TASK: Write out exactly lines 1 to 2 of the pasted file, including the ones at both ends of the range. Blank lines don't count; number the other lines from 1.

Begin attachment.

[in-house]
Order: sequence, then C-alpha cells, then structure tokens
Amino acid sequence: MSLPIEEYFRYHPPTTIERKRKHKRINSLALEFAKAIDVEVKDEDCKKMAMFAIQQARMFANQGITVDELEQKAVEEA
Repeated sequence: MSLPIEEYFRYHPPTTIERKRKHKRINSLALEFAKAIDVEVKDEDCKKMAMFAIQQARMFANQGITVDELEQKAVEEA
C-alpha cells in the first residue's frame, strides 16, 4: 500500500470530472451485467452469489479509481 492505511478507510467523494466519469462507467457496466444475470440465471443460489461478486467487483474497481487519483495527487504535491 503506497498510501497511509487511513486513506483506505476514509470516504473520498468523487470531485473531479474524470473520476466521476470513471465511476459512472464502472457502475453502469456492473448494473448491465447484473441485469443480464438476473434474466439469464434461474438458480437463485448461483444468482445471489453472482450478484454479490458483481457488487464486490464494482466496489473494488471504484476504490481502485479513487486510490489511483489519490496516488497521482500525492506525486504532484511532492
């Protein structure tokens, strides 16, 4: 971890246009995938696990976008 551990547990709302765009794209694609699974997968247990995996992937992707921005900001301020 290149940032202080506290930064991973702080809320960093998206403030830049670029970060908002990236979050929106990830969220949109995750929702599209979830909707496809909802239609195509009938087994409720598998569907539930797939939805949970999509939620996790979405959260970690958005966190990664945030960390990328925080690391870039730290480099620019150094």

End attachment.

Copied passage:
[in-house]
Order: sequence, then C-alpha cells, then structure tokens